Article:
Origins Available: Dutch
The Coston name has descended through the generations from the ancient Anglo-Saxon
culture. Their name comes from having lived near a notable chestnut tree.
The surname is derived from Anglo-French casteyn,
which means chestnut.
As such, Coston is a member of the topographic
class of surnames, which were given to people who resided near noticeable physical features such as hills, streams, churches, or types of tree. However, Coston may also belong to the category of habitation
surnames which were derived from pre-existing names for towns, villages, parishes, or farmsteads. In this case, the surname Coston is derived from the parish of Caston
which lies near Watton in the county of Norfolk.
Early Origins of the Coston family
The surname Coston was first found in Norfolk
, where they held a family seat
from ancient times.
Early History of the Coston family
This web page shows only a small excerpt of our Coston research.Another 392 words (28 lines of text) covering the years 1086, 1200, 1273, 1327, 1349, 1369, 1415, 1500, 1604, 1790, and 1796 are included under the topic Early Coston History in all our PDF Extended History products and printed products wherever possible.
Coston Spelling Variations
Only recently has spelling become standardized in the English language. As the English language evolved in the Middle Ages, the spelling of names changed also. The name Coston has undergone many spelling variations
, including Caston, Catestune, Casteyn, Cateston, Coston, Caustun, Castine, Castin, Castoun and many more.
Early Notables of the Coston family (pre 1700)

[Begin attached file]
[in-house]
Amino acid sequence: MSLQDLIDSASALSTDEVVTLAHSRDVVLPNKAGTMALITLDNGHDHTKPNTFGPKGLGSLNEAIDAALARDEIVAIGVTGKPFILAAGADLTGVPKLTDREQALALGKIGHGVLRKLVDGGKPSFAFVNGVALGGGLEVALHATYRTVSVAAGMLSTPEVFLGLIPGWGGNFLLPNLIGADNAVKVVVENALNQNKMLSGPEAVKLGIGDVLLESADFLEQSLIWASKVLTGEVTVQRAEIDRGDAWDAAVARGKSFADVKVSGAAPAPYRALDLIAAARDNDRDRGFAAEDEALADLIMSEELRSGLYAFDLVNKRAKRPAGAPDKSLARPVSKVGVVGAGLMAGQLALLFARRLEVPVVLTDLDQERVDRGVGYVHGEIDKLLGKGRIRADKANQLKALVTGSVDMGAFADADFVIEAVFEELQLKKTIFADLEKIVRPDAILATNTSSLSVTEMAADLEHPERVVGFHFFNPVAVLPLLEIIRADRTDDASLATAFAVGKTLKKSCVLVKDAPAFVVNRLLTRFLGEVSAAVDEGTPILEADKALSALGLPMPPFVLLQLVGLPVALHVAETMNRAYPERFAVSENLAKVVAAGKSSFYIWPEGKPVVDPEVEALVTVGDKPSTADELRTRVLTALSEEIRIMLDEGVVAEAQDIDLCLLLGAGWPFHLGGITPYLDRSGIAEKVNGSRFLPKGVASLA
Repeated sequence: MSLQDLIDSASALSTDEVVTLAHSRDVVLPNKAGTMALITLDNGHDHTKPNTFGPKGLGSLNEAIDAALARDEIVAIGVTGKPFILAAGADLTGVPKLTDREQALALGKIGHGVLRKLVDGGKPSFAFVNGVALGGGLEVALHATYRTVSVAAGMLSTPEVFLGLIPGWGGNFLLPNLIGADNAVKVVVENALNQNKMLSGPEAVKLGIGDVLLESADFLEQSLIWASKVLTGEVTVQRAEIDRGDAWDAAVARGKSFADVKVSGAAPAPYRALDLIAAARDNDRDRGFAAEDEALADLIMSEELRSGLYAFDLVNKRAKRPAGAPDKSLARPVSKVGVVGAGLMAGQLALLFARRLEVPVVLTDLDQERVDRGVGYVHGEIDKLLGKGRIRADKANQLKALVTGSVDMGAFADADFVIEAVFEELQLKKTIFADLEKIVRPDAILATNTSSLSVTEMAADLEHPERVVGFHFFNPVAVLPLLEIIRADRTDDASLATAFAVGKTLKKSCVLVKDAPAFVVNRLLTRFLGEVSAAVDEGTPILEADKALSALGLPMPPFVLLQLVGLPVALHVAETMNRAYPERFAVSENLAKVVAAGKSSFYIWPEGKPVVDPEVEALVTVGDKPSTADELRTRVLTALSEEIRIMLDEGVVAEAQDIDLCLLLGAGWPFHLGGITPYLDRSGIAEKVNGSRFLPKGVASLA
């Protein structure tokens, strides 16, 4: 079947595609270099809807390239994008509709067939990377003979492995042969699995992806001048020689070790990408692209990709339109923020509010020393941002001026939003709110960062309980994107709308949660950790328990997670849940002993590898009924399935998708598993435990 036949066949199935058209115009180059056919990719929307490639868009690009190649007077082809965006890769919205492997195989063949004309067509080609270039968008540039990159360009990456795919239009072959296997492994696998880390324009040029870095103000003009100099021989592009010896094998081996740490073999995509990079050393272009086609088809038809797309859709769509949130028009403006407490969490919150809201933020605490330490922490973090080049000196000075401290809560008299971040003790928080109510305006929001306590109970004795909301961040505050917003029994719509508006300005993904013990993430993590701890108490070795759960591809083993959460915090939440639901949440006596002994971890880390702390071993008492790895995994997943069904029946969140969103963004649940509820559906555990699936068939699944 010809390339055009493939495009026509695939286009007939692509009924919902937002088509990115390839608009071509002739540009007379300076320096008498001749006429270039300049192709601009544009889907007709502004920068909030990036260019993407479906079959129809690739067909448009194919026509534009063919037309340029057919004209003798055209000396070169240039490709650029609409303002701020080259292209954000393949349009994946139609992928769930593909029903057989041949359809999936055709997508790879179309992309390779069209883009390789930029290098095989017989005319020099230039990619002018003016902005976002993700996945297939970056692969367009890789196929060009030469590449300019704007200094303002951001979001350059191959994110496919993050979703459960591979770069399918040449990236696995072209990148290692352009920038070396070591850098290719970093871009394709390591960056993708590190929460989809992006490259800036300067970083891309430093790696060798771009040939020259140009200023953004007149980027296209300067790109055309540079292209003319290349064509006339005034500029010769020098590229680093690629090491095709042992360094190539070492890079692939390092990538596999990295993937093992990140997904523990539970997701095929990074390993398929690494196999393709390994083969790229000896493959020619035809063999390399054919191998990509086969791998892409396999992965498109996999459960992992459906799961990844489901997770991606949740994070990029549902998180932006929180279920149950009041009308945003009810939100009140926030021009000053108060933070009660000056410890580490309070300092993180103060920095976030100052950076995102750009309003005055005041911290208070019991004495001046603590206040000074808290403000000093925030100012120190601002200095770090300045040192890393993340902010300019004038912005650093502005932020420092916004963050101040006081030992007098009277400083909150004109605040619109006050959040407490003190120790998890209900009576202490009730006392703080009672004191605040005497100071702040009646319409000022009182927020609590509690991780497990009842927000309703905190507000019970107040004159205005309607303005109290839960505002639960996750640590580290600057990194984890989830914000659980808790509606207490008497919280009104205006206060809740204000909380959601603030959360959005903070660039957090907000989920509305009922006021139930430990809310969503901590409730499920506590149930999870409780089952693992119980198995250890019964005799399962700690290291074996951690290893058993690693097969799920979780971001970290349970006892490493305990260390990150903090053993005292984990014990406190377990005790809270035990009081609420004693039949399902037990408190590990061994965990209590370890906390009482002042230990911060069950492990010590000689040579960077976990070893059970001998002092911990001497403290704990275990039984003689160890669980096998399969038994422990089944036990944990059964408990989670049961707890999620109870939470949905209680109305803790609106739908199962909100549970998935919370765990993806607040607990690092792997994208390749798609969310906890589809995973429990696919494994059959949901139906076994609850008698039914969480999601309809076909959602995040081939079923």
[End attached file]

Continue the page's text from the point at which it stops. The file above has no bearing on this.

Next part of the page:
Another 39 words (3 lines of text) are included under the topic Early Coston Notables in all our PDF Extended History products and printed products wherever possible.
Migration of the Coston family to the New World and Oceana
To escape the unstable social climate in England
of this time, many families boarded ships for the New World with the hope of finding land, opportunity, and greater religious and political freedom. Although the voyages were expensive, crowded, and difficult, those families that arrived often found greater opportunities and freedoms than they could have experienced at home. Many of those families went on to make significant contributions to the rapidly developing colonies in which they settled. Early North American records indicate many people bearing the name Coston were among those contributors:
Coston Settlers in United States in the 17th Century
- William Coston, who settled in America in 1678
Coston Settlers in United States in the 18th Century
- Hanna Coston, who settled in Maryland sometime between 1725 and 1726
- Hannah Coston, who arrived in Annapolis, Maryland in 1726
- Hannah Coston, who settled in Maryland in 1726
Coston Settlers in United States in the 19th Century
- Daniel Coston, aged 50, who landed in Maine in 1812 CITATION[CLOSE]
Filby, P. William, Meyer, Mary K., Passenger and immigration lists index : a guide to published arrival records of about 500,000 passengers who came to the United States and Canada in the seventeenth, eighteenth, and nineteenth centuries. 1982-1985 Cumulated Supplements in Four Volumes Detroit, Mich. : Gale Research Co., 1985, Print (ISBN 0-8103-1795-8)
Coston Settlers in Canada in the 19th Century
- Thomas Coston, who arrived in Ontario in 1871
Coston Settlers in Australia in the 19th Century
- John Coston, who arrived in Adelaide, Australia aboard the ship "Navarino" in 1849 CITATION[CLOSE]
State Records of South Australia. (Retrieved 2010, November 5) NAVARINO 1849. Retrieved from http://www.slsa.sa.gov.au/BSA/1849Navarino.htm
Contemporary Notables of the name Coston (post 1700)
- Martha J. Coston (1826-1904), American inventor of the Coston flare, a device for signaling at sea
- Junius Coston (b. 1983), American NFL football offensive tackle
- Dorian Coston, American Democrat politician, Candidate for Michigan State House of Representatives 40th District, 2012 CITATION[CLOSE]
The Political Graveyard: Alphabetical Name Index. (Retrieved 2016, January 12) . Retrieved from http://politicalgraveyard.com/alpha/index.html